2. Since all crowdfunding sites claim to follow the laws of whatever jurisdiction a campaign is being hosted in, research the particular rules and regulations about posting bail or bond in your county. Does your county mandate that only friends and family are permitted to post bail for someone being detained? Then don’t verbally state you’re raising money for someone you haven’t met! Are you fundraising on behalf of a non-profit, but you live in a state where charitable bail funds are the only organizations permitted to post bail? Don’t verbally state your organizational affiliation!
  3. As with the rest of the world, crowdfunding sites tend to uphold standards and morals about what constitutes crime and danger. I.e. it's less likely that a campaign to raise bail for someone arrested during protest will get shut down than, for example, a campaign to raise bail for someone with a felony charge. Use what you know about respectability politics and cultural biases to tailor your campaigns away from content that's likely to get shut down.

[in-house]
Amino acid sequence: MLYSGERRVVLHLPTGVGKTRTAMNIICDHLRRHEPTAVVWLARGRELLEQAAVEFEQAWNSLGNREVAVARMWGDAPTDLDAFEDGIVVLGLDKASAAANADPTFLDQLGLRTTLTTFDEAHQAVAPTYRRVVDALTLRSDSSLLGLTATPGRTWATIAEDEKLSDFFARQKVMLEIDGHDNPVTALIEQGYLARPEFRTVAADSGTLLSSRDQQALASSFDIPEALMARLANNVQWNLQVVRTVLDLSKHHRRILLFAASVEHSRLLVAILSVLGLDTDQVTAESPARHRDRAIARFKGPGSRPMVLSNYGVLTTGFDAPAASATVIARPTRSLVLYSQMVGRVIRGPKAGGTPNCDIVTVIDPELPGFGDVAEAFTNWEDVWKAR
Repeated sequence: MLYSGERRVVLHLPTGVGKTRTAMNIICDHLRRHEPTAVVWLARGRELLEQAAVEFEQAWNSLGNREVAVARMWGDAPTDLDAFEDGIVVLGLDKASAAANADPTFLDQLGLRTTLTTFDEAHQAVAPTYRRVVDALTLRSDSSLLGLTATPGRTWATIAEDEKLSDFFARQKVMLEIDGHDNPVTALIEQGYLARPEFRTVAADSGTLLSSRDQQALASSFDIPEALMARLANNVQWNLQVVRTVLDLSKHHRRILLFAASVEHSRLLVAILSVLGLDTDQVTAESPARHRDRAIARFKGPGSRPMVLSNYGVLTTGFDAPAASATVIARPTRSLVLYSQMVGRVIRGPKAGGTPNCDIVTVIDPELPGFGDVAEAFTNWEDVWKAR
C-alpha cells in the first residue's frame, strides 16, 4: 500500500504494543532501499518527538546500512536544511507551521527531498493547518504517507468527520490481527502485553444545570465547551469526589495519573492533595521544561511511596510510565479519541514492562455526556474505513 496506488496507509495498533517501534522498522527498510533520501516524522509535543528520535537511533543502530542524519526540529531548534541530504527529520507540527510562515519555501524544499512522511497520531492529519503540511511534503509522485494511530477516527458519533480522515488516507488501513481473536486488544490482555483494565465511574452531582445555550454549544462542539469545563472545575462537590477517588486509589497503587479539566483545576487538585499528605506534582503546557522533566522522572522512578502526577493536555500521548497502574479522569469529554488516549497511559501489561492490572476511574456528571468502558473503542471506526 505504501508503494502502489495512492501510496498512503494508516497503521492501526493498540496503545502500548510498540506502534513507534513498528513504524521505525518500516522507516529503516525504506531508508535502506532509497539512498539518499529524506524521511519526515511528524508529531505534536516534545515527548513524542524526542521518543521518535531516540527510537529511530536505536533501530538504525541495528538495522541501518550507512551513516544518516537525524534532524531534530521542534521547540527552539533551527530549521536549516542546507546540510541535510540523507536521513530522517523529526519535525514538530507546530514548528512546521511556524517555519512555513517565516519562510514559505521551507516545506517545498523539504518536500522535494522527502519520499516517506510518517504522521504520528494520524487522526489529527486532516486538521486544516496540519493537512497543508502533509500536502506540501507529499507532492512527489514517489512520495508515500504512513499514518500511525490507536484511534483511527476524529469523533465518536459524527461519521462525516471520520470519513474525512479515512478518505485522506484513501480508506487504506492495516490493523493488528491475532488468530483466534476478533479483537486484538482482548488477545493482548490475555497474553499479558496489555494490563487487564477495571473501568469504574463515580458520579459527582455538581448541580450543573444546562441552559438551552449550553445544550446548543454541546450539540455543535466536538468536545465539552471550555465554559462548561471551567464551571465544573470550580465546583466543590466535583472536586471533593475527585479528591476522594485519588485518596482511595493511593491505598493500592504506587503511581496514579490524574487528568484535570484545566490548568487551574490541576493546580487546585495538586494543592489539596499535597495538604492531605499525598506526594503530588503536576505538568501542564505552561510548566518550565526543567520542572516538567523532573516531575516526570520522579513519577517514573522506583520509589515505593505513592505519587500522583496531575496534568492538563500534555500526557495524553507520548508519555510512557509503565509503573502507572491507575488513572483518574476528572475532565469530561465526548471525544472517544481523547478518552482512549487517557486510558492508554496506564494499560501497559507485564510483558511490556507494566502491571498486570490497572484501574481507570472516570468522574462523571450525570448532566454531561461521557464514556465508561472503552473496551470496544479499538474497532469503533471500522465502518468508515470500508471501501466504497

4. Most crowdfunding sites just use existing payment processors, like Stripe and PayPal, for their transactions. The processing fee you pay actually comes from the processing technologies themselves. So if you don’t need the amplification of a crowdfunding page (i.e. if you can write an accompanying post on a blog, in a publication, or on social media) it might make sense to directly use a payment processor and avoid additional costs, regulations, and risk.
  5. Overall: Crowdrise and GoFundMe are the most popular charitable crowdfunding sites, with the most visitor traffic, but they both charge usage fees on top of processing fees. YouCaring only charges processing fees. But all three explicitly ban fundraising for bail, bond, and other legal fees...so be tricky, strive for illegibility, and don’t say exactly what you’re fundraising for on the campaign page itself!


*If you have any specific questions about how to research rules and regulations on bail in your county, feel free to reach out to [email protected]